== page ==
What is a software development golden path? How to get started.

Software development golden path

Today, IT teams have access to more tools than ever before, many of which are very similar (or exactly the same thing). Fragmented tooling within an organization can present real problems. Onboarding new team members without a “standard” toolkit can lead to slow ramp up times and add drag to your deliverables. Even with your current staff, tool fragmentation can negatively impact the team’s ability to share knowledge and an individual’s ability to move from project to project quickly. This is where the “Golden Path” comes in. 

According to Spotify, the creators of the Golden Path concept, a Golden Path in software development is: “the ‘opinionated and supported’ path to ‘build something.’” 1

As we continue in this article, think of a Golden Path as a tutorial, leading a developer through the process of building and delivering software. Not how to code, but rather which tools to choose to accomplish their task.

Core principles of a software development Golden Path

Consistency and repeatability in software development

Golden paths are geared to provide better consistency as your team grows. Building new projects and onboarding developers into your organization is difficult enough. Having a standard toolset with which to start, limits the number of decisions to make and takes the guesswork out of the process.

Automated testing and continuous integration practices 

Deciding ahead of time to implement testing and CI practices removes the temptation to “save time” by skipping them. Having these already built into the process makes for better code and faster throughput in the long run.

Deployment pipelines and release management 

Standard deployment pipelines makes for a more succinct deployment story across your organization. With deployment already accounted for, new projects can get started solving business objectives sooner. Also with deployment pipelines and release management taken care of, developer toil caused by manual code releases is virtually eliminated.

Collaboration and communication among teams 

Golden paths allow teams to share knowledge of tools and platforms. With each sub-team, or even each developer, using a different toolset, when someone runs into trouble, they are on their own to solve it. This is lessened with the Golden Path. Team members are able to  help each other when these issues do arise.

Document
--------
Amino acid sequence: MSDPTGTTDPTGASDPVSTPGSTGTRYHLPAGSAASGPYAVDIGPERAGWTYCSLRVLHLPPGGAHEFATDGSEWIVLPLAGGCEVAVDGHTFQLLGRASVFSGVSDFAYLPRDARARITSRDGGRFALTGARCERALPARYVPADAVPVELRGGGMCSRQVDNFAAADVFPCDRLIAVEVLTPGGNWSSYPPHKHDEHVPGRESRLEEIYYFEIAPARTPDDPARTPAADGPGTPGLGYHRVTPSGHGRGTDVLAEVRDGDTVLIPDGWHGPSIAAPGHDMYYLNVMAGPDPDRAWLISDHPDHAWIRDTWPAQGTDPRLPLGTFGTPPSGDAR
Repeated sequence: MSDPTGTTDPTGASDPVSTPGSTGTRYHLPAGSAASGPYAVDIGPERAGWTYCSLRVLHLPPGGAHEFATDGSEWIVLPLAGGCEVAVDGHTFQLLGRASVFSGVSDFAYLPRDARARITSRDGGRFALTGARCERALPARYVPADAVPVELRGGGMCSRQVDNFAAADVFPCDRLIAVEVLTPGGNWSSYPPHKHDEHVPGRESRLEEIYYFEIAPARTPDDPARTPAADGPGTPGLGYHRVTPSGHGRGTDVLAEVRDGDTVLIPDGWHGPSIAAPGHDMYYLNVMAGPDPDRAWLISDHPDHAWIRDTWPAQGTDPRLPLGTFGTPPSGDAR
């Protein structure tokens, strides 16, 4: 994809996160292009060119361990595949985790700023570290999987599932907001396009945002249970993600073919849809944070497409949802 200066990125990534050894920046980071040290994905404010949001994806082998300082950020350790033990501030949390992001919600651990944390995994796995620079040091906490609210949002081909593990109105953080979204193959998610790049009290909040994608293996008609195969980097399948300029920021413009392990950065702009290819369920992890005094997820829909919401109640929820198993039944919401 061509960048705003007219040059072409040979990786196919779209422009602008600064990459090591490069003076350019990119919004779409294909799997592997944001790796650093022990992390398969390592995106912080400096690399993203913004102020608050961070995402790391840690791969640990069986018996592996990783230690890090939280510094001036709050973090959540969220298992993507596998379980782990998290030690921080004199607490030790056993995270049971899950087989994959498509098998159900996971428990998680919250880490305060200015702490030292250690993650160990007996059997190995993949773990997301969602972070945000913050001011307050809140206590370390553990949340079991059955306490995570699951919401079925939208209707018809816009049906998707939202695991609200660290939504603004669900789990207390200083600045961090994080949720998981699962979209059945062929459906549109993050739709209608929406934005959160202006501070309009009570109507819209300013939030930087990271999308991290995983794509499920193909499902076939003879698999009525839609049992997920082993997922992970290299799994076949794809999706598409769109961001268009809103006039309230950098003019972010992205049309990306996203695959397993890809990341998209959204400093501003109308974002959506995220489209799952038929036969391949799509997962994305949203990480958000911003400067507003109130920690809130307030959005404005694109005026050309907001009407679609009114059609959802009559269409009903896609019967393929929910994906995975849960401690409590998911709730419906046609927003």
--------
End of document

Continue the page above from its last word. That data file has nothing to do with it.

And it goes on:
Key Benefits of Adopting the Golden Path

Enhanced Software Quality 

Reducing tooling fragmentation encourages consistent and repeatable development practices. When you allow the developers to focus on creating, rather than fiddling with tools, it can lead to fewer defects and better code. With automated testing and continuous integration already baked in before the project gets started, more bugs are found and squashed before making it into a deployment.

Accelerated Time-to-Market 

Efficient deployment pipelines enable faster release cycles. When developers don’t have to reinvent the wheel on each project, they are free to code and release features faster. Further reducing time and effort are streamlined release management processes, which again, are built into the project before any code is written.

Eliminate waste and reduce costs

In a “perfect” world every tool would be open-source, have incredible support, and be free of costs. That is not the world we live in. Depending on the size of your organization, you may be paying licensing costs for tools that have the same function. With a Golden Path, these can be reduced or eliminated.

Implementing the Golden Path in Enterprise IT Environments 

Assessing the readiness of the existing software development practices

Now is the time to look at your own organization and understand how complex your development tooling and practices are. Gather your lead engineers and send out polls to your team to find out what tools are currently being used and for what. It’s one thing to say “my team uses Python” but that isn’t deep enough. To really get a grip on your current state you need to know not only “what language” but:

  • Development environments (IDE)
  • Linters
  • Frameworks